The Mexican Coast You Didn’t Expect: Four Reasons to Visit Mazatlan

It’s late January, and you’re sighing a lot.

The excitement of the holidays, including playing with all the new toys you got, has worn off. Regaling coworkers and friends with tales of your New Year’s Eve exploits is no longer acceptable. The weather is probably inhospitable enough where you live that you don’t want to spend too much time outdoors – and if it happens to be nice out where you live, you’re still stuck inside at your desk, staring out the window.

It’s simple. You need a vacation.

Spring Break? That’s eight long, cold weeks away. What you need is a sunny beach locale that’s budget-friendly, has a good tourist infrastructure so you don’t have to think about anything but relaxing, and yet doesn’t entirely insulate you from the local culture. Mazatlan, that somewhat forgotten former Spring Break hotspot on the west coast of Mexico, offers all of this.

Mazatlan may not rank as highly anymore with tourists headed to Mexico as cities like Cancun or Cabo San Lucas, but it’s a great option for a winter getaway that won’t break the bank or make you succumb to the all-inclusive resort world that could leave you feeling empty inside.

Here are four reasons to head to Mazatlan for your next beach vacation.


Mazatlan is cheaper than you might think

Whether you’re saving up for a bigger trip this summer or you’re just budget-conscious by nature, you’ll appreciate how cheap Mazatlan is to visit. The airport in Mazatlan is small, and you may find that flights into Mazatlan are at slightly higher prices than flights to Cancun, but once you’re in the city your on-the-ground costs are lower.

(Let’s face it – we know that all-inclusives are popular for many reasons, one of which is that they can help budget travelers save money. But for culture-lovers, those resorts often lack personality, leaving the visitor to think they could be just about anywhere. That’s not the only way to save money on a beach vacation, however.)

The big resort hotels in Mazatlan aren’t in the historic center – they’re in the far-less-charming “Golden Zone,” about a half-hour’s drive up the beach. Stick to the smaller hotels in the picturesque historic part of town and you can find plenty of rooms for under $50 per night. These places don’t come with their own private beaches or rooftop pools, but they’re within walking distance of the beach, and they’ll save you a ton on lodging.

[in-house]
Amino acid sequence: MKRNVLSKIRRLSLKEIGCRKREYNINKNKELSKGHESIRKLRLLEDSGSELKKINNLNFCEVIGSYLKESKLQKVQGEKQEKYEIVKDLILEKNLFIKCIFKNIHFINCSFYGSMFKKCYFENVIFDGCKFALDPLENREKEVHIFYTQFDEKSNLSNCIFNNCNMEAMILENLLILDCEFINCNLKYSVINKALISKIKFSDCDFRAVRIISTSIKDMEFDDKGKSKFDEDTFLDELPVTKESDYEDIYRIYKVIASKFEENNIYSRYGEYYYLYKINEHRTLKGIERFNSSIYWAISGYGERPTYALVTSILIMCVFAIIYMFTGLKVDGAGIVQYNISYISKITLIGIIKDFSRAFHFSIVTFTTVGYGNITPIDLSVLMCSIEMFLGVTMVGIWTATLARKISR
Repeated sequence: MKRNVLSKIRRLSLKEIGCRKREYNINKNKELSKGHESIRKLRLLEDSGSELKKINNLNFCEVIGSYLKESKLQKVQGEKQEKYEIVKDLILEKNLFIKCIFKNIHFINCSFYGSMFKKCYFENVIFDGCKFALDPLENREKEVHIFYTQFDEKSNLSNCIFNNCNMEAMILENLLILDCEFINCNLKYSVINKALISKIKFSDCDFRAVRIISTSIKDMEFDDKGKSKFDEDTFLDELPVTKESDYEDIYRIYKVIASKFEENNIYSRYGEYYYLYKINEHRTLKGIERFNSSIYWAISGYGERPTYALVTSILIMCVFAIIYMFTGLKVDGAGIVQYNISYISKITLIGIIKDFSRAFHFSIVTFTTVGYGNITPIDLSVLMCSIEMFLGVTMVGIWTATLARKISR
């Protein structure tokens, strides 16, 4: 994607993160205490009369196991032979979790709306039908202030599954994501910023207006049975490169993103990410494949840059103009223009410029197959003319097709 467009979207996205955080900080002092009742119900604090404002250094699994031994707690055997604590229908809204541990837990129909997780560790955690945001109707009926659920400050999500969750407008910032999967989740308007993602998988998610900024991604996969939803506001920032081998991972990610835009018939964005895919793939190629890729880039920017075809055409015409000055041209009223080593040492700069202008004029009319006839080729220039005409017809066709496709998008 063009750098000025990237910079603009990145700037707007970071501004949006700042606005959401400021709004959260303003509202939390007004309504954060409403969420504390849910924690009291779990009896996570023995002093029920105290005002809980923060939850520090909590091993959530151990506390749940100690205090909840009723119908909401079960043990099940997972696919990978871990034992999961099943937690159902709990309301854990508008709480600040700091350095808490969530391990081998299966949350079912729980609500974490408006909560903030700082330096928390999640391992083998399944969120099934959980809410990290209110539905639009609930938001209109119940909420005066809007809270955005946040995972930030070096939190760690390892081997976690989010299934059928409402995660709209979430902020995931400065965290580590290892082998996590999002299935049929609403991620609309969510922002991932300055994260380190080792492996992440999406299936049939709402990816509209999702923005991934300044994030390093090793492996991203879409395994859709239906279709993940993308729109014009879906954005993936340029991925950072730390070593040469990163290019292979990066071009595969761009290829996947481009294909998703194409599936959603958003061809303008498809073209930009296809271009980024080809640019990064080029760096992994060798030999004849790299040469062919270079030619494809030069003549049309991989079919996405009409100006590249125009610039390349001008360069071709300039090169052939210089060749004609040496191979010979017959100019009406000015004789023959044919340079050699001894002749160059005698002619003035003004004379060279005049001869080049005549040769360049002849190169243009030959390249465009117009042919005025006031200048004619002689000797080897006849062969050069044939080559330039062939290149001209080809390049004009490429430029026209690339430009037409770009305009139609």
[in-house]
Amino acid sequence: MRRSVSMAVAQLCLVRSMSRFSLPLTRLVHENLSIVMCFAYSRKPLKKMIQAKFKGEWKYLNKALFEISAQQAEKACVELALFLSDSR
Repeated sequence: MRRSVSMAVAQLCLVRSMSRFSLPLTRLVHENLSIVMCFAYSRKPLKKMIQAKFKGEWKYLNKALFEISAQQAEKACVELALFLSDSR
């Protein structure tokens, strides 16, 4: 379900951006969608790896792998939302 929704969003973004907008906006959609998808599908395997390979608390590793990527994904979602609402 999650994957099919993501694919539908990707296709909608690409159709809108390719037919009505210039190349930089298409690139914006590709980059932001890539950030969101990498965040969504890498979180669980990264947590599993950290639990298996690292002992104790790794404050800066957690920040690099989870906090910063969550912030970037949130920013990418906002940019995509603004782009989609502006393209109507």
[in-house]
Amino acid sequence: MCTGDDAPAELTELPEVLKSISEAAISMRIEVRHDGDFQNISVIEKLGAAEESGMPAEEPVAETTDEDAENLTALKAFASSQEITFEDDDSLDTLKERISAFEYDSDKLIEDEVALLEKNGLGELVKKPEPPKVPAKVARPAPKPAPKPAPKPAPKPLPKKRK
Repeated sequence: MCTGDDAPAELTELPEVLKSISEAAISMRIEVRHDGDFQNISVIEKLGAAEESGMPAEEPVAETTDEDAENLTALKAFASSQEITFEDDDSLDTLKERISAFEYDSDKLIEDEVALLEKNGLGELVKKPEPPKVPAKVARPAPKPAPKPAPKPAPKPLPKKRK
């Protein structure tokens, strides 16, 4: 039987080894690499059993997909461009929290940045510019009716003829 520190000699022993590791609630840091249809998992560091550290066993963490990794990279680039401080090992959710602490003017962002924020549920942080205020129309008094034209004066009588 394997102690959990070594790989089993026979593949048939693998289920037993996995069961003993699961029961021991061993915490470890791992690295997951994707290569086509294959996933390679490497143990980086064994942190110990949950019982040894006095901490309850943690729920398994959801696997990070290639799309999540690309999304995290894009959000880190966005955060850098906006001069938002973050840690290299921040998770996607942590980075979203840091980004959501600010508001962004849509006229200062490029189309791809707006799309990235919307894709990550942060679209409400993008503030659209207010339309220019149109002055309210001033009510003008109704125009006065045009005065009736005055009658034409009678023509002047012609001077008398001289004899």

There are some restaurants in Mazatlan that are touristy and therefore more expensive, but avoid those – eat where the locals eat – and your money will go much further. Not only that, you’ll eat better food, too. Duck into a cenaduria, sit elbow-to-elbow, and slurp up a hearty bowl of pozole (pictured above) for 50 pesos – or about $3.75. Grab a few tacos from a street vendor and you’ll have a light lunch or breakfast for less than a dollar. You’ll actually have to work pretty hard to spend a fortune on food in Mazatlan, once you get away from the resorts and touristy spots.

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This is no fabricated tourist town

As mentioned, there are all-inclusive resorts in Mazatlan. Unlike other Mexican beach resort towns that grew up around the all-inclusive hotels, however, in Mazatlan there’s been a city right on the beach since the 1530s, and much of the historic town we see today dates from the 18th-19th century. The retro-cool Hotel Belmar (currently being renovated) overlooks the Olas Atlas beach in the old town and was once a favorite of the likes of John Wayne long before there were all-inclusives up the road.

Long-neglected, the historic center is undergoing a renaissance that started a little over 10 years ago – the tree-lined Plaza Machado, once a dangerous square even the locals avoided, is now alive with outdoor restaurants and families on evening walks. The pretty 19th century Angela Peralta theatre has been completely renovated, down to the red velvet curtains on every gilded box. The Pino Suarez market may have souvenir tchotchke stands near the door, but delve a little deeper and you find residents shopping for chicken feet, beef tongue, and pig heads. The sidewalk taco stands are busy each morning as workers stop for breakfast, nary a tourist in sight.